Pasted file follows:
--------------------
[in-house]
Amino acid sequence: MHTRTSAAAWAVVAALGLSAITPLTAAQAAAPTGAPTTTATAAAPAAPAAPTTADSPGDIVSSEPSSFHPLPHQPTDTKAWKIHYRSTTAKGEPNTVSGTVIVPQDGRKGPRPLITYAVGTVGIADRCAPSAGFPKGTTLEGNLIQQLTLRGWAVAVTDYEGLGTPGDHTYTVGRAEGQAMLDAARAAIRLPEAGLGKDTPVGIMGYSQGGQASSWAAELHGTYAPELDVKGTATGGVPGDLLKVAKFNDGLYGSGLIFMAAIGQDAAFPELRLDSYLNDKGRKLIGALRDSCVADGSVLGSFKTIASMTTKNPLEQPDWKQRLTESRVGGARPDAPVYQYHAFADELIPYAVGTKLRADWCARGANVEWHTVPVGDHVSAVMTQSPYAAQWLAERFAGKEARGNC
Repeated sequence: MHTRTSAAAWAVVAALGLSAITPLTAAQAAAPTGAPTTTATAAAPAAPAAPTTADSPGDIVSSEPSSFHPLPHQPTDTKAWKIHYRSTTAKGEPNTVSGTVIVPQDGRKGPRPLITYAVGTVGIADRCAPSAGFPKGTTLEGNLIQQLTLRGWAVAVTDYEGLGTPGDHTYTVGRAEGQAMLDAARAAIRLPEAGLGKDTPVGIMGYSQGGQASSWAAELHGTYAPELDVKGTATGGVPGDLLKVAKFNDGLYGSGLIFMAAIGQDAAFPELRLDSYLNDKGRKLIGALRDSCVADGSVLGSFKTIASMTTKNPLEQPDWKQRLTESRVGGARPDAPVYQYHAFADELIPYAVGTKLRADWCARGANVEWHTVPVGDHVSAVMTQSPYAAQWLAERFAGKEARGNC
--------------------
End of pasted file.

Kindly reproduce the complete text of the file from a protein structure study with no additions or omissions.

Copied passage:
[in-house]
Amino acid sequence: MHTRTSAAAWAVVAALGLSAITPLTAAQAAAPTGAPTTTATAAAPAAPAAPTTADSPGDIVSSEPSSFHPLPHQPTDTKAWKIHYRSTTAKGEPNTVSGTVIVPQDGRKGPRPLITYAVGTVGIADRCAPSAGFPKGTTLEGNLIQQLTLRGWAVAVTDYEGLGTPGDHTYTVGRAEGQAMLDAARAAIRLPEAGLGKDTPVGIMGYSQGGQASSWAAELHGTYAPELDVKGTATGGVPGDLLKVAKFNDGLYGSGLIFMAAIGQDAAFPELRLDSYLNDKGRKLIGALRDSCVADGSVLGSFKTIASMTTKNPLEQPDWKQRLTESRVGGARPDAPVYQYHAFADELIPYAVGTKLRADWCARGANVEWHTVPVGDHVSAVMTQSPYAAQWLAERFAGKEARGNC
Repeated sequence: MHTRTSAAAWAVVAALGLSAITPLTAAQAAAPTGAPTTTATAAAPAAPAAPTTADSPGDIVSSEPSSFHPLPHQPTDTKAWKIHYRSTTAKGEPNTVSGTVIVPQDGRKGPRPLITYAVGTVGIADRCAPSAGFPKGTTLEGNLIQQLTLRGWAVAVTDYEGLGTPGDHTYTVGRAEGQAMLDAARAAIRLPEAGLGKDTPVGIMGYSQGGQASSWAAELHGTYAPELDVKGTATGGVPGDLLKVAKFNDGLYGSGLIFMAAIGQDAAFPELRLDSYLNDKGRKLIGALRDSCVADGSVLGSFKTIASMTTKNPLEQPDWKQRLTESRVGGARPDAPVYQYHAFADELIPYAVGTKLRADWCARGANVEWHTVPVGDHVSAVMTQSPYAAQWLAERFAGKEARGNC